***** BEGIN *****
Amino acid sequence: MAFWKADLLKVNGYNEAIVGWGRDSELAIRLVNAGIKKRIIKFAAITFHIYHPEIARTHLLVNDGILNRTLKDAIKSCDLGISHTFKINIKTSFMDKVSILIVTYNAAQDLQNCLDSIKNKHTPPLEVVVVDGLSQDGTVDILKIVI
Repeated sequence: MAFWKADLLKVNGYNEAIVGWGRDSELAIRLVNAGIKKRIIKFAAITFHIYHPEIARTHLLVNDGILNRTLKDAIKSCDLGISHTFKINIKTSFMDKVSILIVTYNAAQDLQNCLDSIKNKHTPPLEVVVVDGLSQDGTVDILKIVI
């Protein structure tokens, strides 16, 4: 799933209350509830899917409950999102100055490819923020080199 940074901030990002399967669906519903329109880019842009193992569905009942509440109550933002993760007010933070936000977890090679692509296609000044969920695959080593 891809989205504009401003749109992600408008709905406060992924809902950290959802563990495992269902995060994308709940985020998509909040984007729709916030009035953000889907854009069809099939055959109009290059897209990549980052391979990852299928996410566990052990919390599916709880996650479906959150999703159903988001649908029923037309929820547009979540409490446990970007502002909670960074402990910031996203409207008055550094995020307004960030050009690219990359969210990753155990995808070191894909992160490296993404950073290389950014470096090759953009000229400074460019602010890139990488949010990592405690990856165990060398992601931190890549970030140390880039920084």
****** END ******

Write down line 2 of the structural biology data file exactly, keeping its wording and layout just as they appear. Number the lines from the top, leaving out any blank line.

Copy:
Repeated sequence: MAFWKADLLKVNGYNEAIVGWGRDSELAIRLVNAGIKKRIIKFAAITFHIYHPEIARTHLLVNDGILNRTLKDAIKSCDLGISHTFKINIKTSFMDKVSILIVTYNAAQDLQNCLDSIKNKHTPPLEVVVVDGLSQDGTVDILKIVI